I know my first A-day is not what is typical; to have immediate understanding and comprehension, so I once again wasn’t expecting those kinds of results. I am truly blessed that I did indeed have the exact same response. Even when the audiologist covered her mouth with a paper, I heard and understood her.
I nearly cried at this one. It was the first time in 20+ years that I had 2 fully functioning ears. My doctor is a huge proponent of bilateral implantation. After having two implants for just a short time I can understand why. One is amazing; two put it over the top. My volume is just incredible. I hear better in noise. I hear sounds, IN STEREO!
Due to some of the other effects of Meniere’s disease I decided to change careers in the fall of 2014. I went from being a dairy farmer to being a tax preparer. I would not have been able to even consider doing that type of human interaction work without my first implant. The career change is also why I delayed the second implant until the end of the tax season. I also unsuccessfully ran for a position on a corporate board of directors. Again, something I would not have considered 2 short years ago.
I had the privilege of attending Celebration 2015 and purchased the mini mic while there. I ordered the other wireless accessories with my new kit. The mini mic came in very handy for the rest of the tax season. I would just give it to the client and we could have our own personal conversation. I am, for the first time in a long time, enjoying using the phone again thanks to the phone clip. I even used it, just a bit over a week post A-day number 2, for a call over an hour long, for training to be a Cochlear volunteer. I am not afraid of the phone anymore! The TV streamer also works well. Though I am not much of a TV watcher, it is nice to understand it again.
On the Second A-day I was also given SCAN on both processors. A bit unusual so soon after activation but then so were my results. It is nice to not fiddle with the remote as much.
I am so glad I asked about solutions, and incredibly grateful for the technology to give me back the hearing I had lost!

Thursday, June 4, 2015

Slowly deconstructing my former life

It's been a rough couple of weeks.

If you read (or look back and read) my post entitled "Changes" you know that I decided to leave the career that I thought would be what I did for the rest of my life.

The decision was hard, very hard. Now it's reality. Even though I sold the dairy cows last September, I didn't have to deal with the physical and visible dis assembly of the rest of the infrastructure until this spring. To watch someone else operate the land you once did is not easy.  To see people drive down the road, hauling away the equipment once used to manage the livestock, is not easy.  The ease at which others are willing to undo what I have done in the last 30 years is not a pleasant experience to deal with.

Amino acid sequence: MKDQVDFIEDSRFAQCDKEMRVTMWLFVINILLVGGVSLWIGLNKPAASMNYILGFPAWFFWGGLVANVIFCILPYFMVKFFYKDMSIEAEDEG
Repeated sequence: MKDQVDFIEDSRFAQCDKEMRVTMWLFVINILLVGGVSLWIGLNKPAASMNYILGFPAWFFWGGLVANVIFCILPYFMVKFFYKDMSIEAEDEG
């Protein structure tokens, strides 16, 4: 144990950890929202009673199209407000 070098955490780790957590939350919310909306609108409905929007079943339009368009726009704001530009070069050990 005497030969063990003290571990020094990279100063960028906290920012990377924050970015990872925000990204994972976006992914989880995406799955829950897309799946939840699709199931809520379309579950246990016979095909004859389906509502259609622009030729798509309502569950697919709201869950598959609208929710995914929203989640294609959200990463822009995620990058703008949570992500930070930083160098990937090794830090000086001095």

I find myself thinking I made the wrong decision. A lot.  I have plenty to do in cleaning things up and repairing things that are run down on what is left of the farm, but none of it is what I consider "productive".

I have always been a person who needed to be busy. I don't know if I would consider myself a type "A" person in that I don't need the wild adventure to satisfy me, but I need to be busy. I need to work to feel valid.  That just isn't happening like it was before. I am busy, just different. And the huge change is, when I am really physically busy, I am exhausted. I have no idea how I managed to work the way I did.  A full day of physical work results in 10 to 12 hours of sleep for me now.  I was always one who would rather be physically tired than mentally tired. Now I am both.

The obvious reality, though, is that it WAS and IS the right decision.  All it takes to remind me of this is trying to do some of the things I used to and having to quit in the middle because of becoming off balance, or feeling the start of vertigo, even if it doesn't progress to a full blown attack.  Working on what equipment we have left and needing to bend over and move something and tip into the wall because of no balance, brings the point home rather quickly.  I can do it, it just is no longer enjoyable. Now it is an all out physical challenge.

At my post Cochlear implant surgery checkup, my surgeon asked me how my balance was. I had to be honest with him and told him that simply walking down a hallway at a quick pace, then going around a corner, would cause me to "drift" all the way across the hall at times. I confessed that I do much better on flat, level surfaces than I do on uneven ground. He nodded, in an understanding way.  This is my new reality, I guess.  But I still don't like it.

It has been challenging on the Meniere's front as well.  I have not had a full blown attack, but there have been, what I would call, tremors.  I have had the "pinging" sound in my right ear that usually means the start of an attack, followed by very brief feelings of vertigo, or falling, then it goes away.  I am having issues looking at a computer screen for any length of time. My eyes seem to be doing funny things after prolonged screen scrolling. My new smart phone, while great for talking, is giving me issues while using it for texts and the web. Scrolling issues again.  I even notice, on long drives, I get eye fatigue and inability to focus.

What this all means, I don't know. I just know there is no going back to my old life anymore.  I look longingly at the tractors doing fieldwork, I look at empty dairy farms, wanting to fill them with cows. I just know I would pay a dear price if I followed through on those thoughts.

I have purchased some livestock for the acres I have left, but it isn't the same. I am looking for opportunities to try new things, it just means I have to change my thought pattern about how.  It means that I will rely on others to do the "work", more than likely.  Somehow, it just doesn't feel like work if I am not the one doing it.

'Til next time


Just a guy trying to live with an invisible, potentially debilitating illness